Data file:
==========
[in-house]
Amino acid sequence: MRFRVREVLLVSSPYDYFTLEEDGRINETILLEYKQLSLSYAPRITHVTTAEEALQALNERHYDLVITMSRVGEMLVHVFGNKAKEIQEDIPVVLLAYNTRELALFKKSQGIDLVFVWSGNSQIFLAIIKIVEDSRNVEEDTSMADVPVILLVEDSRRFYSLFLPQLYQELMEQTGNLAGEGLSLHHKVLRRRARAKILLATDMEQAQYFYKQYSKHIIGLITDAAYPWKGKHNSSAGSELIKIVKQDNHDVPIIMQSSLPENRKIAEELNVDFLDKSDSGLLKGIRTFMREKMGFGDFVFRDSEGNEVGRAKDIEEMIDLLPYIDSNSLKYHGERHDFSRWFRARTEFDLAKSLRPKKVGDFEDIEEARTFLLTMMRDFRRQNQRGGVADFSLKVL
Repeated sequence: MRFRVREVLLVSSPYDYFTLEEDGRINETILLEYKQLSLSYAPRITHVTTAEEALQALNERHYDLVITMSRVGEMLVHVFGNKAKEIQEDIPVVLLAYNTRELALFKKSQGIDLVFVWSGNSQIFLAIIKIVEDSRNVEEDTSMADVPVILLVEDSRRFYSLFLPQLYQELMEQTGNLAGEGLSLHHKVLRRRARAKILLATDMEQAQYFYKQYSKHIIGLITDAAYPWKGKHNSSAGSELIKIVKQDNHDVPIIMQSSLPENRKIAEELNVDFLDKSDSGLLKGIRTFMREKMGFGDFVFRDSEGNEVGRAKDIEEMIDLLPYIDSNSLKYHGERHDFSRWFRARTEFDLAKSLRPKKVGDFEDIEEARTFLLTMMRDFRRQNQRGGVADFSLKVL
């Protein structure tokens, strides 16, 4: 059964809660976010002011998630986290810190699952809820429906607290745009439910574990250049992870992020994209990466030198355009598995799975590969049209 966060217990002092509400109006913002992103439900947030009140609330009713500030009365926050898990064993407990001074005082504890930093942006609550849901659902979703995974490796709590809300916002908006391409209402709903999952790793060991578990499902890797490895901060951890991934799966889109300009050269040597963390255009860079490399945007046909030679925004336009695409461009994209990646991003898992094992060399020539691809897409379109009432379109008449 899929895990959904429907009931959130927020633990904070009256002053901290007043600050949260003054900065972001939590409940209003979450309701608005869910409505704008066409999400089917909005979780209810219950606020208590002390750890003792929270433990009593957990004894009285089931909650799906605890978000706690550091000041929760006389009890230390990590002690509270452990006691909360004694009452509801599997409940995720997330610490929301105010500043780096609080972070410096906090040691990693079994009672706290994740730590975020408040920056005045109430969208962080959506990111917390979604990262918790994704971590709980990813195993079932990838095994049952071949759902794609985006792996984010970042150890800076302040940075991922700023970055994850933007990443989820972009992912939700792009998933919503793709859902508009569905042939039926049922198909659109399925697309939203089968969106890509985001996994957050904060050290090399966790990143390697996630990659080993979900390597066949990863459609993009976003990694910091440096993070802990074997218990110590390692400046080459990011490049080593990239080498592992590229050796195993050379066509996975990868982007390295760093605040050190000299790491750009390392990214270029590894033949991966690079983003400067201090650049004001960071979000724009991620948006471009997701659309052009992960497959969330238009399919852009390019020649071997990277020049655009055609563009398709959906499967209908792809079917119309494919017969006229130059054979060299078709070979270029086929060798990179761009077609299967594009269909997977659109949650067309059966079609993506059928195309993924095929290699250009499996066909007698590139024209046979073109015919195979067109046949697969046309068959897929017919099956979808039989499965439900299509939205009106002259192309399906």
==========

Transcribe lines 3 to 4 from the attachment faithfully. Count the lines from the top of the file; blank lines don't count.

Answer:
Repeated sequence: MRFRVREVLLVSSPYDYFTLEEDGRINETILLEYKQLSLSYAPRITHVTTAEEALQALNERHYDLVITMSRVGEMLVHVFGNKAKEIQEDIPVVLLAYNTRELALFKKSQGIDLVFVWSGNSQIFLAIIKIVEDSRNVEEDTSMADVPVILLVEDSRRFYSLFLPQLYQELMEQTGNLAGEGLSLHHKVLRRRARAKILLATDMEQAQYFYKQYSKHIIGLITDAAYPWKGKHNSSAGSELIKIVKQDNHDVPIIMQSSLPENRKIAEELNVDFLDKSDSGLLKGIRTFMREKMGFGDFVFRDSEGNEVGRAKDIEEMIDLLPYIDSNSLKYHGERHDFSRWFRARTEFDLAKSLRPKKVGDFEDIEEARTFLLTMMRDFRRQNQRGGVADFSLKVL
């Protein structure tokens, strides 16, 4: 059964809660976010002011998630986290810190699952809820429906607290745009439910574990250049992870992020994209990466030198355009598995799975590969049209 966060217990002092509400109006913002992103439900947030009140609330009713500030009365926050898990064993407990001074005082504890930093942006609550849901659902979703995974490796709590809300916002908006391409209402709903999952790793060991578990499902890797490895901060951890991934799966889109300009050269040597963390255009860079490399945007046909030679925004336009695409461009994209990646991003898992094992060399020539691809897409379109009432379109008449 899929895990959904429907009931959130927020633990904070009256002053901290007043600050949260003054900065972001939590409940209003979450309701608005869910409505704008066409999400089917909005979780209810219950606020208590002390750890003792929270433990009593957990004894009285089931909650799906605890978000706690550091000041929760006389009890230390990590002690509270452990006691909360004694009452509801599997409940995720997330610490929301105010500043780096609080972070410096906090040691990693079994009672706290994740730590975020408040920056005045109430969208962080959506990111917390979604990262918790994704971590709980990813195993079932990838095994049952071949759902794609985006792996984010970042150890800076302040940075991922700023970055994850933007990443989820972009992912939700792009998933919503793709859902508009569905042939039926049922198909659109399925697309939203089968969106890509985001996994957050904060050290090399966790990143390697996630990659080993979900390597066949990863459609993009976003990694910091440096993070802990074997218990110590390692400046080459990011490049080593990239080498592992590229050796195993050379066509996975990868982007390295760093605040050190000299790491750009390392990214270029590894033949991966690079983003400067201090650049004001960071979000724009991620948006471009997701659309052009992960497959969330238009399919852009390019020649071997990277020049655009055609563009398709959906499967209908792809079917119309494919017969006229130059054979060299078709070979270029086929060798990179761009077609299967594009269909997977659109949650067309059966079609993506059928195309993924095929290699250009499996066909007698590139024209046979073109015919195979067109046949697969046309068959897929017919099956979808039989499965439900299509939205009106002259192309399906």